Yuli: Rzeshevski, of course, knew everything?

Martin: He did not know?. They take me to a Party hotel and put me in a wonderful suite of rooms on the top floor; magnificent views. The lieutenant who later became Deputy Mayor of Moscow and he’s now in hiding in Warsaw because Putin is trying to get him.. God knows what he did? He rose up? He later stole my address book. There was nothing in my address book. Rzeshevski says I have to go back now; I’ll collect you tomorrow morning. Stankevich will take you to Moscow by night. I said I’m tired; I’ll just have a shower and go to bed. I went to shower and went to bed. Then I got up and dressed. I went to the nearest phone and I phoned Ilana. It was my Monday call. I said I’d love to see you! Are you free to take a taxi to wherever I was? She screamed? She came. We spent the evening together. Then every day Rzeshevski collected me.. We went to this amazing conference.

The street was sealed off. I was only with generals and colonels, all in their uniforms, people I never met before?North Korean generals; Mongolian generals; Vietnamese generals; Cuban generals? The all spoke and said that if it wasn’t for the Soviet Union, they’d still be under Nazi rule. Stankevich would take me back in the evening. On one occasion I wanted to go visit Professor Alexander Lerner. Stankevich said this evening we have the circus. We have front row seats. I think what am I going to do? The Moscow Circus goes on for a long time. There are lots of intermissions. Just before the first intermission, there were dancing bears. The intermission begins and I said look Sergei, you’re a much better socialist than I am. I’m revolted by seeing these bears so close up. I said I’m going to see a friend in town. I walked off followed by the two lieutenants. I waved a five or ten dollar bill and the first car screeched to a halt. It was some party car with a chauffeur who was going home. I said take me to this address Leninsky Boulevard/Prospect. I said wait for these two fellows to get in their car. There was a lovely evening with a whole group – Alla and Leonid Praisman; Anatoly Khazanov; Ilana and Mikhail Kholmyansky. We talked until two in the morning. One of the hevre gave me a lift back?I saw everyone I wanted to. Every morning I left the hotel at 5:15 and I’d walk to Krasen Street where Elena Dubianskaya was and she’d arrange every morning to see 5-6 refuseniks whom I hadn’t met previously; who I wanted to meet; leaders of the movement and Elena would have them there at 6AM. Eric Khassin would meet me with his dog and then I’d walk.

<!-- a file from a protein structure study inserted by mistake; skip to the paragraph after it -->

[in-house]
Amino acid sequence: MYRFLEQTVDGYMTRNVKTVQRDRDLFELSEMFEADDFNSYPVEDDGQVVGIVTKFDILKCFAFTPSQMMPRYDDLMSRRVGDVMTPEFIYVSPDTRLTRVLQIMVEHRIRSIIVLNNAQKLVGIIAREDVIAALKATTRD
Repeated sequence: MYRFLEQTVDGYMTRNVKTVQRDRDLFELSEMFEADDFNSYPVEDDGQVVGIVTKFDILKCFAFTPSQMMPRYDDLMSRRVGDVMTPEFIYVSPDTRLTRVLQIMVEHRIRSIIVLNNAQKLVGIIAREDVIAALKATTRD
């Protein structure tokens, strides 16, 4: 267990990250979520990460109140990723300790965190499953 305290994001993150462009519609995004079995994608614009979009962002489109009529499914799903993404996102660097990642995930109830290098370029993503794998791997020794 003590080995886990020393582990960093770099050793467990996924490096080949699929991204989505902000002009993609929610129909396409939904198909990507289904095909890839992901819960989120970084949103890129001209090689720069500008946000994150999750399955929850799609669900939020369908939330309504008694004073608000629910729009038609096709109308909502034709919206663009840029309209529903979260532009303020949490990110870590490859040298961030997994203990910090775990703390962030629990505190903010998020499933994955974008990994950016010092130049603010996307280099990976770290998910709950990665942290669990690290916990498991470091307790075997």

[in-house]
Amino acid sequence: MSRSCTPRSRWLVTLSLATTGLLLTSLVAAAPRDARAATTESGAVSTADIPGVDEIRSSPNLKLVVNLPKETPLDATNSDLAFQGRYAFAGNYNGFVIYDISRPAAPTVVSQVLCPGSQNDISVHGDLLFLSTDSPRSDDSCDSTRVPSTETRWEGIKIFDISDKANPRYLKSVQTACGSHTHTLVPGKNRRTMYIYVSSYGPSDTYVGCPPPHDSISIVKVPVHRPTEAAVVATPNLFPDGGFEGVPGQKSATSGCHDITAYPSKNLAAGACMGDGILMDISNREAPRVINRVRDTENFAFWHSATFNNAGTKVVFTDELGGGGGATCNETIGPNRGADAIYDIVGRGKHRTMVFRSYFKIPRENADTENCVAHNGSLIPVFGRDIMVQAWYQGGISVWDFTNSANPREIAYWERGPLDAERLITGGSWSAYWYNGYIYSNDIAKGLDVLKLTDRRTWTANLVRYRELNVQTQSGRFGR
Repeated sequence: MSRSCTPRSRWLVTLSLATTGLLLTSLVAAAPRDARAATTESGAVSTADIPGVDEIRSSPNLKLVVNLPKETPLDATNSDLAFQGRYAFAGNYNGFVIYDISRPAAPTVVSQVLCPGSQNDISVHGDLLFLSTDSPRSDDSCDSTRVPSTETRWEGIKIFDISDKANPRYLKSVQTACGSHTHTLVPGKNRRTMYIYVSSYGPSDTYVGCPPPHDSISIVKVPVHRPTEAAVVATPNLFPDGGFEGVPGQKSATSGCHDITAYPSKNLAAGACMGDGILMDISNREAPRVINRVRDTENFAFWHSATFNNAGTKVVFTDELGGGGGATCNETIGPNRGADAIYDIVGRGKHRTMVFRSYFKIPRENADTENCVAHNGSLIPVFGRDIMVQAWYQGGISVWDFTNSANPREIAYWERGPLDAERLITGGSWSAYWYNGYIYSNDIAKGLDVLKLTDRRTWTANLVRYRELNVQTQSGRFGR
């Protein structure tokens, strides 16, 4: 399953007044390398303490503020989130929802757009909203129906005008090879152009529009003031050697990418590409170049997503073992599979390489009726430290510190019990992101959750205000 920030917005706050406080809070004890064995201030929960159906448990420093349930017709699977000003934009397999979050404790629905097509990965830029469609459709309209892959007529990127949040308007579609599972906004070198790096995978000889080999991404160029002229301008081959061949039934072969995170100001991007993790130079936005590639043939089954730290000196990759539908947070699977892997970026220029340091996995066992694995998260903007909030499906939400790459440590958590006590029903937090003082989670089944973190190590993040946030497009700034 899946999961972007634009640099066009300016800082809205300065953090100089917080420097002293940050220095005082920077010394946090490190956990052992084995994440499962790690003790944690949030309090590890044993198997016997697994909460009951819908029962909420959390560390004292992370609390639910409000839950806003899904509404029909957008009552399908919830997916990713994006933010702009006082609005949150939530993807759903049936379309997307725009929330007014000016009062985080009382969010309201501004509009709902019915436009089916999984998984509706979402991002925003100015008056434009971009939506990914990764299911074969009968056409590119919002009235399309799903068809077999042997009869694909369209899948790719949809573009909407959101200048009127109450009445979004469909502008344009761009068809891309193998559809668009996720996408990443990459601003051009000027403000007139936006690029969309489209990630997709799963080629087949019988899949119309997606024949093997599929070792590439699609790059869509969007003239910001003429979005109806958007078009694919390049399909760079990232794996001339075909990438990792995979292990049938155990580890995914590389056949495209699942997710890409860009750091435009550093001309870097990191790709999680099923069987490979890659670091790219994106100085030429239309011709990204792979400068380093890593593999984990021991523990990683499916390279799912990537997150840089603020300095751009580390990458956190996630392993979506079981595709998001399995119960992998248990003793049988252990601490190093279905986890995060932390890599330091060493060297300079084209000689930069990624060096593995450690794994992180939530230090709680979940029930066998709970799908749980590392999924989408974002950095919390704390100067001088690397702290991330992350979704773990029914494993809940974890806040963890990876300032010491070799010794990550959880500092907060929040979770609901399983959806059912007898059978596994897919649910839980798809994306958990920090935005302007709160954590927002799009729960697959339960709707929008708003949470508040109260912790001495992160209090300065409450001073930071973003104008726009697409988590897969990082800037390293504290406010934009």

On one occasion Rzeshevski said: what did you do; you were up early this morning. I said I met a man with a dog. That’s when you drafted your plans to be presented at the Presidium of the Brussels Conference. I went straight to Washington to the Presidium where Harman and Bronfman were and you had a plan. I presented your scheme word for word? We discussed it. It was a proposal to put to the Soviet Union. I made my remarks. I was there just as a guest but I had come from Moscow directly from the activists.

On the third or fourth morning of the conference, I’m sitting next to Rzeshevski and suddenly he takes hold of my arm and he really hurts me. And suddenly he squeezes my arm and really hurts me. He says my dear Professor I strongly advise you against visiting any more of these criminals and he hurts me, and then he let go. I was in pain.. I remember thinking suddenly this is the worst he can do to me. If he could have done worse than that, he would have done it. I saw all my friends and many new people which gave me another two years of writing and speaking; not about my experiences.. I saw many more refuseniks than I had seen in 1983. I took many more stories with your help; and then in Leningrad.